A big part of climate change is being wrought by global warming, thanks to rising carbon levels in the atmosphere. Industrial activity has spewed out some 2,200 gigatons of CO2 since the 19th century industrial revolution and continues to emit another 40 GT every year. At this rate, we could exceed the 2,620 GT limit in just over a decade, leading to irreversible damage to entire ecosystems, economies and communities. 

With the transition from fossil fuels to renewables in full swing in many states, natural gas serves as the energy bridge due to its lower emissions profile compared to coal. After a brief reversal, natural gas prices have been soaring again with Ovintiv Inc.(NYSE:OVV), Cheniere Energy (NYSE:LNG) and EQT Corp.(NYSE:EQT) our top picks.

Unfortunately, the same cannot be said about its chilled brethren, with LNG having one of the most emissions-intensive upstream resource themes in the energy sector. 

Indeed, the World Bank recently issued a recommendation to avoid LNG bunkering, saying hydrogen and ammonia offer the best long-term solutions as the shipping industry continues to adopt increasingly stringent measures to decarbonize.

Meanwhile, oil and gas giant Saudi Arabia has abandoned plans to develop LNG from its Jafurah gas field and instead plans to make a much cleaner fuel: Blue hydrogen. Blue hydrogen is derived from natural gas through the process of steam methane reforming (SMR), with the carbon dioxide emissions captured and stored underground using Carbon Capture, Utilization and Storage (CCUS) technology.

And now researchers are saying that the use of carbon capture and storage (CCS) can have a material impact on the carbon emissions of LNG projects. 

According to Wood Mackenzie anywhere from 25-50% of the CO2 emissions depending on the strategy used can be removed from LNG projects using CCS technology.

 

According to Woodmac, about 40% of the total scope 1 and 2 LNG emissions come from the process of gas liquefaction. The main options for reducing LNG emissions include CCS, carbon offsets, electrification, methane leakage reduction, and the use of renewables and batteries. 

 

Luckily, LNG players are well placed to employ CCS to lower their emissions by simply repurposing their existing infrastructure.

The first approach involves capturing reservoir CO2. The big advantage of this method is that the acid gas removal unit (AGRU) used to capture CO2 does not incur additional costs since all LNG projects remove CO2 from the feedgas stream before liquefaction to prevent the CO2 from freezing and blocking processes. WoodMac says reservoir CCS has the potential to lower overall intensity of LNG projects by 25%, and in some cases up to 50%.

 

The second approach is post-combustion CCS, which involves capturing CO2 from the LNG flue gas stream. Although post-combustion CCS is more expensive than reservoir CCS, there are significant cost benefits of adding post-combustion CCS to a new-build LNG facility, due to design and location synergies.

Woodmac says CCS will play a significant role in reducing emissions from LNG projects as long as country-specific legislation progresses and costs can be brought down. 

Meanwhile, Wal van Lierop of Chrysalix Venture Capital and an investor in Canada-based carbon capture startup Svante has proposed creating policies that will make carbon markets not only feasible but profitable.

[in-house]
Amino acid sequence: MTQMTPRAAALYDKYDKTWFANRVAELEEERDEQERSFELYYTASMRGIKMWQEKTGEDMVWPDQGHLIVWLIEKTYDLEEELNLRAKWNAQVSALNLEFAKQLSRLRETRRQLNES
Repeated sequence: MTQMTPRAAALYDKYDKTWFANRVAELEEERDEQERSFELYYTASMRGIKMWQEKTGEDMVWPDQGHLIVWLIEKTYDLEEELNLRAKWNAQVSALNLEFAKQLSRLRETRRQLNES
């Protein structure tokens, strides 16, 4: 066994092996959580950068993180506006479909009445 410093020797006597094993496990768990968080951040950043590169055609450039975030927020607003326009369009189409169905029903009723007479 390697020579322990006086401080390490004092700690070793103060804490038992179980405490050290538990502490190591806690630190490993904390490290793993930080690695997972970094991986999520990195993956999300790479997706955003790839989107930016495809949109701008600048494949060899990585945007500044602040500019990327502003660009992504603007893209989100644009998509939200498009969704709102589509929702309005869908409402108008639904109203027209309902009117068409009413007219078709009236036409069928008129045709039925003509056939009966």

Lierop argues that carbon pricing, CCSU technology and policies need to be such that capturing, repurposing or permanently storing carbon dioxide becomes more profitable than emitting it into the atmosphere. If policymakers were to price CO2 at $100 per ton, the 40 GT of CO2 that the world emits annually represents a $4 trillion opportunity for carbon capture firms. If that figure seems monstrous, consider that it represents just 5% of the global economy and is certainly lower than the nearly $70 trillion in damages that the economy would otherwise suffer in the face of a full-blown climate disaster.

It’s not such a far-fetched idea, either.

 

Here in the United States, Section 45Q(a)(1) allows a credit of $20 per metric ton of qualified carbon oxide captured by the taxpayer using carbon capture equipment which is originally placed in service at a qualified facility before the date of the enactment of the Bipartisan Budget Act (DOE). It’s essentially a tax code that provides a performance-based tax credit for carbon capture projects that can be claimed when an eligible project has:

  • securely stored the captured carbon dioxide (CO2) in geologic formations, such as oil fields and saline formations; or
  • beneficially used captured CO2 or its precursor carbon monoxide (CO) as a feedstock to produce fuels, chemicals, and products such as concrete in a way that results in emissions reductions as defined by federal requirements.

Today, 45Q pays $35/ton for using captured CO2 in Enhanced Oil Recovery (EOR) or synthetic fuels and $50/ton for sequestering CO2 in geological storage. A bill under consideration might amend 45Q to pay an even higher credit for direct air capture: $43.75/ton for EOR or fuels and $65.50/ton for geological storage.

Still, that might be too low to encourage carbon capture firms whose breakeven point is higher than $50/ton. Coupling 45Q with a Fee and Dividend system could be a more effective solution. This system is currently under consideration in the U.S. House of Representatives H.R.763. The fees collected under H.R.763 would be distributed as dividends to all U.S. citizens to offset higher gas prices and elevated costs for hydrocarbon-based goods.

 

If you would like to discuss with us your investment questions, please reach out for a confidential discussion.

Have an awesome week,

 

Chris Hagan,

Head, Fixed Interest and Superannuation
JMP Securities

Level 1, Harbourside West, Stanley Esplanade
Port Moresby, Papua New Guinea

Mobile (PNG):+675 72319913
Mobile (Int): +61 414529814